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Friday, 10 February 2012

George IV by Christopher Hibbert – a review


This is a classic biography of George IV and deserves a place on the bookshelf of any Regency historian; it is frequently quoted as a source in later books covering George’s life, Regency and reign. Hibbert draws on many contemporary journals and letters to produce a comprehensive account of the life and reign of George IV.

Published as a single volume in 1976, it was originally produced in two, the first about George IV as Prince of Wales (1972) and the second about his Regency and reign (1973). The paperback seems to be out of print, but there are plenty of second-hand copies around and it was recently released as an ebook. It is generally easy to read and covers all the major events and people of George’s life.

George IV is a king with a reputation. He is remembered for his reckless living, his numerous mistresses and his exotic pavilion at Brighton. George’s early biographer, Robert Huish, was harsh in his criticism of the profligate monarch; Hibbert seeks to present a more balanced view of this king who failed to gain the widespread popularity that he craved.

George IV as Prince of Wales, by John Hoppner (1792)
in the Wallace Collection
Hibbert’s biography presents a chronological view of George’s life, from the rebellious young prince who struggled against the restrictions of his harsh royal upbringing to the overweight recluse who slowly expired, away from the public eye, in the depths of Windsor Great Park.

Whilst not ignoring the fickleness of his character which made him a faithless lover and an unreliable friend, Hibbert reminds us of the factors that contributed to George’s behaviour: his lack of companionship as a boy, his lack of occupation as a young man and the lack of his father’s approval in virtually everything that he did.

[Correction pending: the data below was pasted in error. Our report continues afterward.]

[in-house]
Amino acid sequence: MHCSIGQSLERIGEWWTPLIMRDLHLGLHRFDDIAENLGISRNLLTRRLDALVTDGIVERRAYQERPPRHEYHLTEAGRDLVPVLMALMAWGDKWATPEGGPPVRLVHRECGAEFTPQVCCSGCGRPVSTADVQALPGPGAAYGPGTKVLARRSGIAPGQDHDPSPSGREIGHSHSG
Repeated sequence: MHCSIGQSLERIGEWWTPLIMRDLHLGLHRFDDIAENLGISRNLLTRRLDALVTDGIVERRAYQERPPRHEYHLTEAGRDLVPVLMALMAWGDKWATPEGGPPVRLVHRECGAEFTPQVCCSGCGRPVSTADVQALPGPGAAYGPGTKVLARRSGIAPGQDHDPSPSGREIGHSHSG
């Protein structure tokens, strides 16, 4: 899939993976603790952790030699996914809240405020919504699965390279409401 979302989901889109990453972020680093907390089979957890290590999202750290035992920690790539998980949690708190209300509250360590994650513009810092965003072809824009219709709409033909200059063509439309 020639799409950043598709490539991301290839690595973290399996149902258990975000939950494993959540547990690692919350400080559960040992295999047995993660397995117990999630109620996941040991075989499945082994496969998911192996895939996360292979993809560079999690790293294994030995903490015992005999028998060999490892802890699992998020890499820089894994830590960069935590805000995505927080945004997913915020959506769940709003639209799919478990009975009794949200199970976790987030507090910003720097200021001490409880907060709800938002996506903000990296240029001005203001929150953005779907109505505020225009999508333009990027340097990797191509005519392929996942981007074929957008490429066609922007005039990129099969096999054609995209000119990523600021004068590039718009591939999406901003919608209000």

Hibbert does not seek to excuse his harsh behaviour towards his wife, but he does suggest that Princess Caroline was a most unfortunate choice of bride for so fastidious a man. He condemns George’s reckless extravagance, but at the same time reminds us of his patronage of both science and the arts.

Undoubtedly the greatest strength of this well-written biography is the source material that it uses. In the author’s note, Hibbert states that “this biography of George IV is based largely upon his papers in the Royal Archives at Windsor”, as well as numerous other contemporary manuscripts. These papers provide an invaluable view of George IV.

I did find one fact that did not match my other sources: Hibbert states that the wedding of Prince William, Duke of Gloucester, and Princess Mary took place on 23 July 1816, whilst others, including La Belle Assemblée, record it has having occurred on the 22nd. But even George’s own correspondence cannot be relied upon as fact; it is known that he fantasized about his involvement in various events, such as the Napoleonic Wars, to the extent that he really believed that he had been there.

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